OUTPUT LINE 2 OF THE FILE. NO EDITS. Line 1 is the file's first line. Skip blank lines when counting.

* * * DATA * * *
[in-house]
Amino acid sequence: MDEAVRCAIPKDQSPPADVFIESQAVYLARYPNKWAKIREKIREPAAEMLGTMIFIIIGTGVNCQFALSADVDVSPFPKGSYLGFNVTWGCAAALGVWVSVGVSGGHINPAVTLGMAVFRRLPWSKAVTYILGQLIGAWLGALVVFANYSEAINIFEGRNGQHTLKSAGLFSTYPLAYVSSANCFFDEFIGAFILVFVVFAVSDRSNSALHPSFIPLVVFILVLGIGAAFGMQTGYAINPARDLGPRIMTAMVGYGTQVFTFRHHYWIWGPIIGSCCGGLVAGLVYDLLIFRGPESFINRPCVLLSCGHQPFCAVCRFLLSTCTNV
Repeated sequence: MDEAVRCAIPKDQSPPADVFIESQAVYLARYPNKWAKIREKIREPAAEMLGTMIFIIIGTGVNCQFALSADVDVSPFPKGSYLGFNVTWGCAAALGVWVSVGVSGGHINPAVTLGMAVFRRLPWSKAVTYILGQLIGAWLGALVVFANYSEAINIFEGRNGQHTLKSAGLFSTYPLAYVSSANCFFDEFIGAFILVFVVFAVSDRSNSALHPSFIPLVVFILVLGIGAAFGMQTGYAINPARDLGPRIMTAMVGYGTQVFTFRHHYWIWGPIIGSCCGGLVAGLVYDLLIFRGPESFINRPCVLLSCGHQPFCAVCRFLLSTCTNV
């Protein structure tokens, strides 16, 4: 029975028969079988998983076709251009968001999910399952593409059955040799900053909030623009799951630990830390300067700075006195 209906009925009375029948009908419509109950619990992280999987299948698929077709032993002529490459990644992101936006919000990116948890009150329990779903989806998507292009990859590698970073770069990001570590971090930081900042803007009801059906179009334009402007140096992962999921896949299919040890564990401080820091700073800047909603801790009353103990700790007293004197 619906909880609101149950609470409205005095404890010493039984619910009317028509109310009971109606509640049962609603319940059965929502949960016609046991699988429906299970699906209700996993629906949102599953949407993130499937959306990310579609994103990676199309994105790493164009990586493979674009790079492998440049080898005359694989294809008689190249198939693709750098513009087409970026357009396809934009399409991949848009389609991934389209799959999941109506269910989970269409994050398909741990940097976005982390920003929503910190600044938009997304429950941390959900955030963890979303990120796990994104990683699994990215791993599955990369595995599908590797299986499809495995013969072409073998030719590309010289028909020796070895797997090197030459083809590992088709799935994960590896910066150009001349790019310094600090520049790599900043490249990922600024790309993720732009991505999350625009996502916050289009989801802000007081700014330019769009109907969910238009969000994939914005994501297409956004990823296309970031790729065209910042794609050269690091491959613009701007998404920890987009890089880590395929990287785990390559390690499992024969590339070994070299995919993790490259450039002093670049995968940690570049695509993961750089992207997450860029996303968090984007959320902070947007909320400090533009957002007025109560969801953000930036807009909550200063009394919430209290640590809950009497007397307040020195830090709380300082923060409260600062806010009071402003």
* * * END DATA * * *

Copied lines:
Amino acid sequence: MDEAVRCAIPKDQSPPADVFIESQAVYLARYPNKWAKIREKIREPAAEMLGTMIFIIIGTGVNCQFALSADVDVSPFPKGSYLGFNVTWGCAAALGVWVSVGVSGGHINPAVTLGMAVFRRLPWSKAVTYILGQLIGAWLGALVVFANYSEAINIFEGRNGQHTLKSAGLFSTYPLAYVSSANCFFDEFIGAFILVFVVFAVSDRSNSALHPSFIPLVVFILVLGIGAAFGMQTGYAINPARDLGPRIMTAMVGYGTQVFTFRHHYWIWGPIIGSCCGGLVAGLVYDLLIFRGPESFINRPCVLLSCGHQPFCAVCRFLLSTCTNV